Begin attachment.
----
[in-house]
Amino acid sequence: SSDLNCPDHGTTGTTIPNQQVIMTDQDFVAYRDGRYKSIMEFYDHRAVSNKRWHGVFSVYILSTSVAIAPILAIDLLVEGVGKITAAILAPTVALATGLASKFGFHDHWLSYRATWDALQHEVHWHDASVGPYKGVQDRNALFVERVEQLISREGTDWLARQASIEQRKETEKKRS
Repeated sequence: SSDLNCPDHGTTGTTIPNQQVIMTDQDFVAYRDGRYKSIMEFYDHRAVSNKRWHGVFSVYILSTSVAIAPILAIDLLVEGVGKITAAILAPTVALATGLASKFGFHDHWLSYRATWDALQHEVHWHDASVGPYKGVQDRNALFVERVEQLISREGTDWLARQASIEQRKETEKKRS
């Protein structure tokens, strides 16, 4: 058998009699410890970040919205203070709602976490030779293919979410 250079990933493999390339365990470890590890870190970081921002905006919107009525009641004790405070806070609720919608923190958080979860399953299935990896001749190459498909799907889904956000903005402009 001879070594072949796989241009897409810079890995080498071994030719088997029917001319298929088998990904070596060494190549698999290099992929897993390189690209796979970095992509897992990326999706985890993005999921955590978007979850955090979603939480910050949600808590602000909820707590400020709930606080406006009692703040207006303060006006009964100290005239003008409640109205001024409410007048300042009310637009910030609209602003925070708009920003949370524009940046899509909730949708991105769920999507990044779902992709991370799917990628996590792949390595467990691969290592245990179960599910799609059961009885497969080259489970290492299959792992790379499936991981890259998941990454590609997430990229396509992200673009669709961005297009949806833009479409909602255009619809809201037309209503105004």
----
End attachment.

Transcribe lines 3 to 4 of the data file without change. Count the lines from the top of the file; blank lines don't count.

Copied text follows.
Repeated sequence: SSDLNCPDHGTTGTTIPNQQVIMTDQDFVAYRDGRYKSIMEFYDHRAVSNKRWHGVFSVYILSTSVAIAPILAIDLLVEGVGKITAAILAPTVALATGLASKFGFHDHWLSYRATWDALQHEVHWHDASVGPYKGVQDRNALFVERVEQLISREGTDWLARQASIEQRKETEKKRS
């Protein structure tokens, strides 16, 4: 058998009699410890970040919205203070709602976490030779293919979410 250079990933493999390339365990470890590890870190970081921002905006919107009525009641004790405070806070609720919608923190958080979860399953299935990896001749190459498909799907889904956000903005402009 001879070594072949796989241009897409810079890995080498071994030719088997029917001319298929088998990904070596060494190549698999290099992929897993390189690209796979970095992509897992990326999706985890993005999921955590978007979850955090979603939480910050949600808590602000909820707590400020709930606080406006009692703040207006303060006006009964100290005239003008409640109205001024409410007048300042009310637009910030609209602003925070708009920003949370524009940046899509909730949708991105769920999507990044779902992709991370799917990628996590792949390595467990691969290592245990179960599910799609059961009885497969080259489970290492299959792992790379499936991981890259998941990454590609997430990229396509992200673009669709961005297009949806833009479409909602255009619809809201037309209503105004």